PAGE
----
KEITH: Trump immediately jumped in and was like, hey, Texas, Pennsylvania, Ohio, are you listening? Though, actually, a poll from August found that a narrow majority of voters in Pennsylvania oppose fracking. And Biden, for his part, is looking for a big turnout from young voters who care a lot about climate change. That said, the Biden campaign quickly said, no, no, no. He's not saying we're going away from fossil fuel entirely. He just wants to end the subsidies to the industry.

KING: NPR's Asma Khalid and Tamara Keith, thanks to you both for your reporting.

KEITH: You're welcome.

KHALID: You're welcome.


KING: All right. The FBI and the Department of Homeland Security issued a warning yesterday.

MARTIN: Yeah. They said Russian hackers have infiltrated U.S. state and local computer networks, which in some cases gave them access to voting and election data. Remember earlier this week, the intelligence community said Iran is trying to mess around in the election, too, sending threatening emails to voters. Now, to be clear, there is no evidence that either government has actually changed people's votes.

KING: NPR's Miles Parks covers election security and is back for a second day. Good morning, Miles.


KING: What do intelligence agencies say Russian hackers did?

PARKS: They say they've broken into the county servers of at least two U.S. counties. And in one case, they used that access to take some - what seems to be publicly available voter information. Now, the hacks were formally announced yesterday, but as is usual in these sorts of cases, officials did not say where they occurred. But The Washington Post reported last night that they occurred in California and Indiana.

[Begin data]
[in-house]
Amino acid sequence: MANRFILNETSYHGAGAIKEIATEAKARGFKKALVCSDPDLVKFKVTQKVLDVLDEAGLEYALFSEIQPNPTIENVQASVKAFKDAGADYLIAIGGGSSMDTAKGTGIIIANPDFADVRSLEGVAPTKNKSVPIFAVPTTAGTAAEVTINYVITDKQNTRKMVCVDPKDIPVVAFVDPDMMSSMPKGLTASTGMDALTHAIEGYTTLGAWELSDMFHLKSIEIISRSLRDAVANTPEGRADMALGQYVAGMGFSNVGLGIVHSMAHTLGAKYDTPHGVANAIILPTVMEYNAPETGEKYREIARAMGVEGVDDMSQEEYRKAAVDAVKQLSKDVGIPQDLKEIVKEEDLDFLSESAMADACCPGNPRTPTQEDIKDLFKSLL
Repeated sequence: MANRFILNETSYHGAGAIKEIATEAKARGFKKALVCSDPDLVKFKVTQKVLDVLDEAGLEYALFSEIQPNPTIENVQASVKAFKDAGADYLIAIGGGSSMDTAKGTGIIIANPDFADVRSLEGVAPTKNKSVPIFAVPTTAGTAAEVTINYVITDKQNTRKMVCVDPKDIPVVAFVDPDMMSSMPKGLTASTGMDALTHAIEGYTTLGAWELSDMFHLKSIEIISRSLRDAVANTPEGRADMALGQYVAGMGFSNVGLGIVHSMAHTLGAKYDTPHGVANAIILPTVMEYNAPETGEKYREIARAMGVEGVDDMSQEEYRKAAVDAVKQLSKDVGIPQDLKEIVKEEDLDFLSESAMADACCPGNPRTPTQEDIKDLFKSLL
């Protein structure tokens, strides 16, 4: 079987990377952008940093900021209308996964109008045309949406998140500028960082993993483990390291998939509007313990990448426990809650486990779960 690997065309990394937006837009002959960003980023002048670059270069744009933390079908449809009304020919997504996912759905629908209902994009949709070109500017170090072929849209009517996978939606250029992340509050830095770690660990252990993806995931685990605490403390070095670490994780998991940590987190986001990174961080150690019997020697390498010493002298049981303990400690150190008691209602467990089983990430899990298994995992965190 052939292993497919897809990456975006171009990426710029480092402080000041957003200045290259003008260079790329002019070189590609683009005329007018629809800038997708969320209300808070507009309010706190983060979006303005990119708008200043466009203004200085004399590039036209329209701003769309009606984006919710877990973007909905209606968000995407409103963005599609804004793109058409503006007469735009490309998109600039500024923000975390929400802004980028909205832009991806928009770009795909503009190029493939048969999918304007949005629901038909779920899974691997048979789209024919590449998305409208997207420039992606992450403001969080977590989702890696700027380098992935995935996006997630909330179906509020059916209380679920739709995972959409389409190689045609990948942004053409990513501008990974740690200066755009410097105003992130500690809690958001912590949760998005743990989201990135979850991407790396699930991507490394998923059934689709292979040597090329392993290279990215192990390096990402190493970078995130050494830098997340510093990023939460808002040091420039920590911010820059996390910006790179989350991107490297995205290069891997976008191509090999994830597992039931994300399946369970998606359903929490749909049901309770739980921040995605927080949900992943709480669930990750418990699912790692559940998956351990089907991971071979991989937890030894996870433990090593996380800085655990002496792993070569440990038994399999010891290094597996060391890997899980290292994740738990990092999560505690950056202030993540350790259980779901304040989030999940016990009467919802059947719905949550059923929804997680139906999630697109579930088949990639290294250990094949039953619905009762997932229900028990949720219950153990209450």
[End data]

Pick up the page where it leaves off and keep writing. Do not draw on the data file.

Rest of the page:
KING: OK. So notable here that it is publicly available information, compelling us to ask, what could hackers actually do with access to publicly available information?

PARKS: Yeah. As was mentioned, I think the most important thing is to think about what they couldn't do in this instance. The head of the Department of Homeland Security's cyber arm said yesterday the hackers did not get anywhere near anyone's vote or the systems that tally those votes. Basically, these hackers, which are from a Russian hacking group, a notable one, sometimes known as Energetic Bear or FireFly, they broke into these county government systems. And the networks were such that they could then laterally move within different county government offices, which gave them access to some of this voting data. But it's not clear at this point that the intention of these hacks was actually to gain access to that sort of data, considering the targeting was so much broader. They tried a lot of different networks in the government and aviation sectors. Now, this is really different than what we saw in 2016, for instance, when there were targeted attacks specifically of voter registration systems in a number of states. We have not heard about that sort of targeting yet in this election, although these attacks are still really worrisome for these officials who fear what Russia could do around the election if they do have access to these sorts of county systems.

KING: So what's the federal government doing about it?

PARKS: The biggest thing is just talking to voters about it this time. So that way, if these hacking groups do use this access to, say, deface an elections website or mess with a results display page in the time after the election to show a different winner than actually won on election night, voters know how to differentiate between that and actually affecting election results, the underlying numbers. That kind of interference is aimed at Americans' confidence in the legitimacy of the election, with the hope of making some voters doubt that the results are legit, basically. Officials are trying to avoid that by getting out in front and disclosing the breaches now telling voters what to expect.

KING: NPR's Miles Parks. Thanks again for your reporting, Miles. We appreciate it.

PARKS: Thank you. Transcript provided by NPR, Copyright NPR.